Quitting an addiction leads to plenty of different obstacles that someone in recovery will have to face. Not only will they have to deal with physical and emotional issues related to addiction but they will have to adjust to a completely different lifestyle which may change how they interact with others. Their friends and the people around them may change dramatically because they are creating brand new habits that reflect their healthier choices.
A newly sober person may start to feel more isolated as they find it harder to spend time with their old friends or social circle that still drinks or uses drugs. They may start to feel different or alienated from people that they used to consider very close friends. Part of their recovery might require them to distance themselves from people who still excessively abuse substances and are not supportive of their decision to be sober.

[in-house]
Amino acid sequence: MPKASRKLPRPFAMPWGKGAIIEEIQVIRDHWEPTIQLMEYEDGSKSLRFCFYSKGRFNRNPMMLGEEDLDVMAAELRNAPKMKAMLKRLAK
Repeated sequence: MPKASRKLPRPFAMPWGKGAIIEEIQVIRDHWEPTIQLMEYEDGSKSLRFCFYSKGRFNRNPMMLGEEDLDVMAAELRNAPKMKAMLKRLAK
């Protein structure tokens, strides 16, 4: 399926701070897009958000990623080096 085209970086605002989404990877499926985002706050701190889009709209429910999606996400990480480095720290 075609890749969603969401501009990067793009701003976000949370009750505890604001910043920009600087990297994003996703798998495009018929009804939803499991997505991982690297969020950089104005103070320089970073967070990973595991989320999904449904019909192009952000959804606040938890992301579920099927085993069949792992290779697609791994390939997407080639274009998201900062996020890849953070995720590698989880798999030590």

In order to avoid feeling isolated in new sobriety it is important for people in recovery to make lots of new connections. Meeting other people who are sober, joining a support group for recovery and developing friendships with others in a treatment program can all be helpful in improving mental and emotional health. Everyone in a recovery program needs to feel supported and have a social network of people who are going through many of the same things.
Feeling isolated in recovery unfortunately can increase the risk for relapse especially for those who are still in the early phases. Taking steps to avoid isolation is not only beneficial more mental health but it also makes it much easier to stay focused on sobriety and avoid feelings of boredom and loneliness which can lead to substance abuse cravings. For those in recovery, make sure to join sober groups and communities that can keep you connected to others.